Magazine article Marketing

Defining 'Brands' Helps Strengthen Our Own Identity

Magazine article Marketing

Defining 'Brands' Helps Strengthen Our Own Identity

Article excerpt

What is a brand? Most of us use this Middle English word dozens of times a day - and are confident we know what it means. But its meanings are changing.

Brands started out as hot irons that proved ownership - and trademarks aren't very different from hot-iron branding. But viewing brands as trademarks, while not wrong, is now too blinkered.

It is blinkered because it applies principally to goods - rather than services or institutions - and to packaged goods at that. The members of the British Brands Group, for example, include some 20 packaged goods heavy-hitters - among them Kellogg, Nestle, and Procter & Gamble (how come they call themselves the British Brands Group?) - but no car or consumer durables manufacturer, no media owner and no major retailer. To me that seems antediluvian. Brands are no longer just packaged goods. Brands are ubiquitous. That's what makes them so important. And so increasingly difficult to get our heads around.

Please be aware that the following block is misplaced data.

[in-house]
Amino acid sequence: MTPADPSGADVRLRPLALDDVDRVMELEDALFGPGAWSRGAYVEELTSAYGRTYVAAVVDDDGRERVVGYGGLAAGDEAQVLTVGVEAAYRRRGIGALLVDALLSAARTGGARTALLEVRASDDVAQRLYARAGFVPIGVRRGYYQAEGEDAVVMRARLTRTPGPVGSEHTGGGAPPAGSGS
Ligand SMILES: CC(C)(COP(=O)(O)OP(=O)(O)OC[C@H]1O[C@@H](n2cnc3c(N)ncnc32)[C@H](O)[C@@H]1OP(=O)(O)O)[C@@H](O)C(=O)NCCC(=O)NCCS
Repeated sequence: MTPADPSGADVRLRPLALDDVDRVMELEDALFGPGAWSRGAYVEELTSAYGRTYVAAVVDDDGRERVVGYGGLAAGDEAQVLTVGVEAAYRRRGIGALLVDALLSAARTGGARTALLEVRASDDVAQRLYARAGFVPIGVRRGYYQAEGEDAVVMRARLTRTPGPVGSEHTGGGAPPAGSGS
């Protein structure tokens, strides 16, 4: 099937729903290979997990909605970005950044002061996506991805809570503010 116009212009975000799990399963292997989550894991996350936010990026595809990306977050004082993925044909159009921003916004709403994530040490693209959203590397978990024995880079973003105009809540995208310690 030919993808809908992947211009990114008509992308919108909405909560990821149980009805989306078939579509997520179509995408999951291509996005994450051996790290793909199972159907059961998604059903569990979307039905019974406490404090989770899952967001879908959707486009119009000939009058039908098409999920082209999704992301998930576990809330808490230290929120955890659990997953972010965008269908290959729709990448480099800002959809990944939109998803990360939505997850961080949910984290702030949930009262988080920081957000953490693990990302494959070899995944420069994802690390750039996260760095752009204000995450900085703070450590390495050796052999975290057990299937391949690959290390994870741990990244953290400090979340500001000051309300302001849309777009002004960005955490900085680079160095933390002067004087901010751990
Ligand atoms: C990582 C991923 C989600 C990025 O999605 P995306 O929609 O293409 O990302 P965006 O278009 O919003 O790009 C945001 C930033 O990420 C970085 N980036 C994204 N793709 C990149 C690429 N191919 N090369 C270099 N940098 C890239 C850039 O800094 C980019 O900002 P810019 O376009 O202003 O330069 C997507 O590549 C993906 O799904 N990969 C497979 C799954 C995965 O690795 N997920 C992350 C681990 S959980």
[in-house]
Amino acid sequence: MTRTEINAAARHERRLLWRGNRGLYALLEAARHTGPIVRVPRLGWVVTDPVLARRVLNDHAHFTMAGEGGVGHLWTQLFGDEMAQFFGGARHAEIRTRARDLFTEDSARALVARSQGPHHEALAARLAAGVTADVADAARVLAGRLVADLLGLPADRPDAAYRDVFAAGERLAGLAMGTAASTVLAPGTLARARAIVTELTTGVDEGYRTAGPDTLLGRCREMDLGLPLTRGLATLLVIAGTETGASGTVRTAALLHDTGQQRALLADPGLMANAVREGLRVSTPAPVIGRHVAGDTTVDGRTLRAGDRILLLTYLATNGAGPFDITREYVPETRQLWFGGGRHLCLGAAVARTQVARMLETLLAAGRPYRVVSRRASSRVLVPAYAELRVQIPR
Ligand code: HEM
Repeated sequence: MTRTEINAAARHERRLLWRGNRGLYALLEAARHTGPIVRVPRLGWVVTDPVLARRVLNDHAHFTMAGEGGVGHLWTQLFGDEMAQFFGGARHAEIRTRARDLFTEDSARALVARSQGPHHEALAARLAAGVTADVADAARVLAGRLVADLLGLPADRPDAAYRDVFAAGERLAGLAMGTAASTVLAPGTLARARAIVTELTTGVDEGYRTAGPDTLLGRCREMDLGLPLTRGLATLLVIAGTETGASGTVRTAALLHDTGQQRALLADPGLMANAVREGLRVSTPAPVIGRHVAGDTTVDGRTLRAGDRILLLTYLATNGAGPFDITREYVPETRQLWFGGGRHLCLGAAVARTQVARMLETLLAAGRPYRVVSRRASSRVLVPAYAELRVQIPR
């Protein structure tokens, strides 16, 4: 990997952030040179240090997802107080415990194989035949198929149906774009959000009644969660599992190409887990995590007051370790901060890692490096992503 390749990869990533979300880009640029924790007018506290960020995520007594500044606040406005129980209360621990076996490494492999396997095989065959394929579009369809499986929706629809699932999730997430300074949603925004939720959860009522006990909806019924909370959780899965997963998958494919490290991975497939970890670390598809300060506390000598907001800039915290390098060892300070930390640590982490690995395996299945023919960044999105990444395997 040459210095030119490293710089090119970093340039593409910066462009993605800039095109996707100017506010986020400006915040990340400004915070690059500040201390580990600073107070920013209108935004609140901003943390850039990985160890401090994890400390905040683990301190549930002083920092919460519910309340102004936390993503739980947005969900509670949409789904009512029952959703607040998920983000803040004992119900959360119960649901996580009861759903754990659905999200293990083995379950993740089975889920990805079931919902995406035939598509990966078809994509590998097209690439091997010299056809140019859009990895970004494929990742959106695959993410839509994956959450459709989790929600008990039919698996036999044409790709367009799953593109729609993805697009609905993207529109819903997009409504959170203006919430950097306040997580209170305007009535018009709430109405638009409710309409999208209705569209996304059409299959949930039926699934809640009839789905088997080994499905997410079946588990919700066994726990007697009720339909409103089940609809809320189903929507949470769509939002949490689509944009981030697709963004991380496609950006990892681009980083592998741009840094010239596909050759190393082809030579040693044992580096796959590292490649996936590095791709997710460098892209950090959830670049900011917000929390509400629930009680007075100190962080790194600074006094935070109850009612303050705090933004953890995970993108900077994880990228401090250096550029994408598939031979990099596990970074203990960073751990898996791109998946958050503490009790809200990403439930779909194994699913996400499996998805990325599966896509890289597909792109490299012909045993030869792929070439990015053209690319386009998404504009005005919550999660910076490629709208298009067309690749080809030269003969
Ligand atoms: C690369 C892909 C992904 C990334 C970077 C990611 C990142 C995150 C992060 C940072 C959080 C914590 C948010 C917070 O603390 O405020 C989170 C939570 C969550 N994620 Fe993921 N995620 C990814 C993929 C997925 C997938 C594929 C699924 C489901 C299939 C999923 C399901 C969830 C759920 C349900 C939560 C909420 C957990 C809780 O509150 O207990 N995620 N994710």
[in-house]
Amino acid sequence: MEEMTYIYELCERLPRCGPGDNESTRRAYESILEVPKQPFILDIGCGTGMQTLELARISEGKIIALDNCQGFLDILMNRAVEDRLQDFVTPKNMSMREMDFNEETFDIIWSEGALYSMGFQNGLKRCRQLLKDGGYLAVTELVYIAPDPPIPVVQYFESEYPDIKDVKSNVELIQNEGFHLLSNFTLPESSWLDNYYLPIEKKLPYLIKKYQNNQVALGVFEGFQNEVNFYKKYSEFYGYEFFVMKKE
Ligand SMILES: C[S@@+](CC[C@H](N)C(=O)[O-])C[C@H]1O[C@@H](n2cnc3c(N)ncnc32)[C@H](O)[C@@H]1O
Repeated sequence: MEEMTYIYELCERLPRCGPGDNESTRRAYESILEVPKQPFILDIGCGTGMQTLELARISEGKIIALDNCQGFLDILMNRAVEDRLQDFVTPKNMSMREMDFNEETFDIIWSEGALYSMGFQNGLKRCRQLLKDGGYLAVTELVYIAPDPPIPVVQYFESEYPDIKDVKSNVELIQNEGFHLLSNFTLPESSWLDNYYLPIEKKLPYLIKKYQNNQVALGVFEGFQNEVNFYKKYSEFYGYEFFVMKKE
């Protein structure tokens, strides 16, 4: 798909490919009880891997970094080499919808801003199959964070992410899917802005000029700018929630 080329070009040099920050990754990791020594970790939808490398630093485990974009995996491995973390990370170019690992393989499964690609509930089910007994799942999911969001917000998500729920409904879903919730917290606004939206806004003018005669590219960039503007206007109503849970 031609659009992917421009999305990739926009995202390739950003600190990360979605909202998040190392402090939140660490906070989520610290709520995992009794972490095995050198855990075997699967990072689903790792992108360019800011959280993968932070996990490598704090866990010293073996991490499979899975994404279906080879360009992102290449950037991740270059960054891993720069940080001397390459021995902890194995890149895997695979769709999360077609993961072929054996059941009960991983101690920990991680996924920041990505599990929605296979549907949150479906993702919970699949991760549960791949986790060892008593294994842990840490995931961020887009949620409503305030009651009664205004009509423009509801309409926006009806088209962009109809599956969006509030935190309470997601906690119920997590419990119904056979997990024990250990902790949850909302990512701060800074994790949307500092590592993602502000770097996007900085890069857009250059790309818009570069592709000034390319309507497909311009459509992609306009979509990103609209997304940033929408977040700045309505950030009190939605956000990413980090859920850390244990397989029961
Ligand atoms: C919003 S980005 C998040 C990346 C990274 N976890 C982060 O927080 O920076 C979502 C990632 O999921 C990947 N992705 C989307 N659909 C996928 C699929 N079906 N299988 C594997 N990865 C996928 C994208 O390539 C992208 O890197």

Let's look at a few examples. The government says it wants to 're-brand' Britain; Labour's 1997 landslide was dubbed 'a triumph of branding'; the monarchy has hired researchers and spin-doctors to re-polish its brand image; people describe as brands everything from universities to religions, from symphony orchestras to soccer clubs; a recent survey revealed the public now has more faith in famous brands than in the church, the police, the monarchy, journalists and most other public institutions.

Some of the famous brands in this survey were packaged goods, some not. …

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